- Higher coinsurance & annual stop-loss caps tied to income level could provide the fairest & most effective avenue toward the best results
- Higher-income seniors should be subsidized less and low-income seniors subsidized more
- Changes in cost sharing must protect vulnerable low-income beneficiaries & remain administratively feasible
Opening Oral Statement
Thank you Chairman Pitts, ranking member Pallone, and members of the Subcommittee for the opportunity to speak this morning on redesign of Medicare’s outdated benefit structure.
Restructuring the splintered cost-sharing requirements of the traditional Medicare fee-for-service program’s separate silos for Part A and B (if not D) provides a potential policy reform tool that could achieve the twin goals of saving taxpayer dollars while improving the most essential risk-protection benefits for elderly beneficiaries. By increasing Medicare enrollees’ cost consciousness regarding more discretionary, initial-dollar health care choices, a coordinated set of changes in traditional Medicare’s deductible and coinsurance provisions could help reduce current and future levels of Medicare spending. Some of the savings from increased cost sharing at the front end of Medicare coverage then could be used to provide better “stop-loss” protection against larger catastrophic risks, as well as to substantially limit, if not eliminate, the need and demand for supplemental insurance that imposes excess costs on basic Medicare coverage.
However, those fiscal and risk protection benefits must compete with and can complement other policy considerations. They include improved integration of health care delivery, realigned incentives to improve value-based health care, more effective competition between traditional Medicare and private Medicare Advantage plans, and continued protection of the most vulnerable low-income beneficiaries. And this complex balancing act – hard enough in theory -- must remain administratively feasible in practice.
A number of cost-sharing reform proposals in recent years hit one or more of these target objectives to varying degrees. My written testimony suggests some different ways to set clear policy priorities, accommodate necessary exceptions, and still maneuver through the complexities of implementation and administration.
(1) Traditional Medicare remains a largely unmanaged fee-for-service program that needs to rely on increased, but more coherent, cost sharing as an important tool, though not the only one, to help control its excess costs. Hence, overcoming the political cross-pressures that resist any such changes must be worth the trouble – by producing significant net budget savings, rather than a budget-neutral rearrangement of the chairs on the spending deck.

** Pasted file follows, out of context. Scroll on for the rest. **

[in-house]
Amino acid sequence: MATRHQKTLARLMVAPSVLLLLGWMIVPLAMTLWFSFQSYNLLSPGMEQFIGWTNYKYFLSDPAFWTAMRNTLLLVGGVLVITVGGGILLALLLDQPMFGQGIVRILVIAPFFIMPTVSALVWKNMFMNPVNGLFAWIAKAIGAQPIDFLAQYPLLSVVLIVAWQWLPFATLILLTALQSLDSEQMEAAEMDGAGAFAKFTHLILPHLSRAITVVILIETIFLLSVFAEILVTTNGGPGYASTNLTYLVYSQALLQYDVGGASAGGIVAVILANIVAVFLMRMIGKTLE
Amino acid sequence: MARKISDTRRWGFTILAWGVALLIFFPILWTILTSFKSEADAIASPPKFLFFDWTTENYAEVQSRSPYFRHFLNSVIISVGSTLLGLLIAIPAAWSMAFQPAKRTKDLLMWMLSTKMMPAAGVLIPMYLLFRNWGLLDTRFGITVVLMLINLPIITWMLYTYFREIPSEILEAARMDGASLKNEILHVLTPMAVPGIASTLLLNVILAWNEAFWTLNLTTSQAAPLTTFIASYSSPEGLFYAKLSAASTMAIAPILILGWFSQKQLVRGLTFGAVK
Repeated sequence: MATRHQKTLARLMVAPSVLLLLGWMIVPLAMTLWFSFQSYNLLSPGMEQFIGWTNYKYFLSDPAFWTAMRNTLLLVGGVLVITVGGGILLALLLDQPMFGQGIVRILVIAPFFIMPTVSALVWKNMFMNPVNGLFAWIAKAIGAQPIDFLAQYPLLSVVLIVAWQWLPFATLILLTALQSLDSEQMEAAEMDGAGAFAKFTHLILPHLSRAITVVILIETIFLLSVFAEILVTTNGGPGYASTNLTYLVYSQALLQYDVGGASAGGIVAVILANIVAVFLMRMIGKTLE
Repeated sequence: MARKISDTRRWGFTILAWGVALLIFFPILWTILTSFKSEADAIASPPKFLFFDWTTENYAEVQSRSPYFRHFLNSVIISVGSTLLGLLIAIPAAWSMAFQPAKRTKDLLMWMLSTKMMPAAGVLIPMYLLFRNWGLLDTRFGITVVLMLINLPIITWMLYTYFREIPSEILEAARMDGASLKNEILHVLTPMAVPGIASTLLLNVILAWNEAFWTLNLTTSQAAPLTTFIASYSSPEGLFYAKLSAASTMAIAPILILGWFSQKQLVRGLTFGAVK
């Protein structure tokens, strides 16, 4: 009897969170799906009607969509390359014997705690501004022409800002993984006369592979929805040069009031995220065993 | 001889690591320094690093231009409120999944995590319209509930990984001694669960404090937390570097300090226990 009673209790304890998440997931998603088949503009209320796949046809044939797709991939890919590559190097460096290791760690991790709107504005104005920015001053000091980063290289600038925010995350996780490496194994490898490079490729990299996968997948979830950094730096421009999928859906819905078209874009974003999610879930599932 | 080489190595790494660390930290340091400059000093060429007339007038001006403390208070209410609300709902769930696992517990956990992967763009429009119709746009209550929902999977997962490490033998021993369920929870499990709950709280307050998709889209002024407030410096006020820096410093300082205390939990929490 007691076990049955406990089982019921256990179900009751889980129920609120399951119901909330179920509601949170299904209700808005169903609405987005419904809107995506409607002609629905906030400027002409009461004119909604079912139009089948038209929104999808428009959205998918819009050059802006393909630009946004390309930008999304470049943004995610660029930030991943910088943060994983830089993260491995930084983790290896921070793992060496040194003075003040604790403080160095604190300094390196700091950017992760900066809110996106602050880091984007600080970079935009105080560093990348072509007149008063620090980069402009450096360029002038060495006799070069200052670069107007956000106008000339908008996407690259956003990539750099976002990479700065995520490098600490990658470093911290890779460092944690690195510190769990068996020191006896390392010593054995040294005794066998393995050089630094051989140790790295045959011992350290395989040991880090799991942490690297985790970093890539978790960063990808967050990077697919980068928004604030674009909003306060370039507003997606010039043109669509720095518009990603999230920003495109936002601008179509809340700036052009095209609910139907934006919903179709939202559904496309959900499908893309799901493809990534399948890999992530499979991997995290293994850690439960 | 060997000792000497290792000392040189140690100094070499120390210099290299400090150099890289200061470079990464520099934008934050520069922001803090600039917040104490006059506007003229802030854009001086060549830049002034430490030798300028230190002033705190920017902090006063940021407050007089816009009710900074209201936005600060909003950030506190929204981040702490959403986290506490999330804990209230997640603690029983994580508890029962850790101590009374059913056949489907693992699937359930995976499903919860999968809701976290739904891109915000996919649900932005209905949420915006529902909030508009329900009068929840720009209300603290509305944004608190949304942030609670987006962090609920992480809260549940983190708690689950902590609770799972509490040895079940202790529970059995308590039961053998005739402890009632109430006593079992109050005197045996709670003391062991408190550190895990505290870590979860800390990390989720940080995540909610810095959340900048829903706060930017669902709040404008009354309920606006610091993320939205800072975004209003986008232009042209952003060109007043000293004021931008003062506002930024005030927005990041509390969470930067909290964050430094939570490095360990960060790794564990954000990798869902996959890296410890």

(2) The highest priority should be to protect all seniors against health-related financial risks that they cannot bear on their own. That is not equivalent to hiding from them as many health care costs as possible through third-party payments.
(3) Such stop-loss protection, predominant in private insurance plans for decades, is long overdue for traditional Medicare. However, in this case, it should be income-related, rather than set as the same dollar amount for every beneficiary.
(4) This “major-risk” approach to Medicare cost sharing should consider the alternative of relying more on a higher rate of coinsurance across a wider range of initial health spending, and less on deductibles in lump-sum amounts. This would extend the corridor of cost-sensitivity and engage more Medicare beneficiaries in monitoring the real costs of their subsidized care, yet temper the full impact of cost sharing in deciding whether to seek any care at all. Amounts of coinsurance-based cost sharing also reset automatically as health care costs rise (and hopefully fall someday).
(5) The cleaner and less complicated way to deal with the distortions of supplemental insurance for traditional Medicare enrollees is to improve that program’s basic risk protection directly and then set regulatory boundaries on what either individual Medigap plans or employer-sponsored retiree plans can cover. We don’t need another new tax on those plans, piled on top of the existing debris of dead-weight loss distortions throughout the tax code. Let’s subsidize non-poor seniors less, instead of taxing them more.
(6) Of course, the poorest seniors must continue to receive special protection against health care cost burdens. Supplemental Medicaid coverage for dual eligibles would remain in place. More attention should be paid to restructuring current Medicare Savings Programs for other low-income seniors in a better-integrated manner, and in some cases supplementing them – particularly for those facing high-cost conditions. Evidence-based preventive health benefits also should be exempted from expanded cost sharing. Efforts to improve health information and navigational assistance for all beneficiaries, but particularly those with cognitive impairments, need much more attention and budgetary support.
(7) The particular parameters for restructured cost sharing suggested in my written testimony are merely suggestive starting points, but they can help lead us to a reformed Medicare program that relies more on income-related cost-consciousness, enhances true insurance protection against catastrophic risks, and reduces the likelihood of rising premiums, steeper taxes, and hidden benefit cuts..
Thank you. I look forward to your questions.
Read the full testimony here.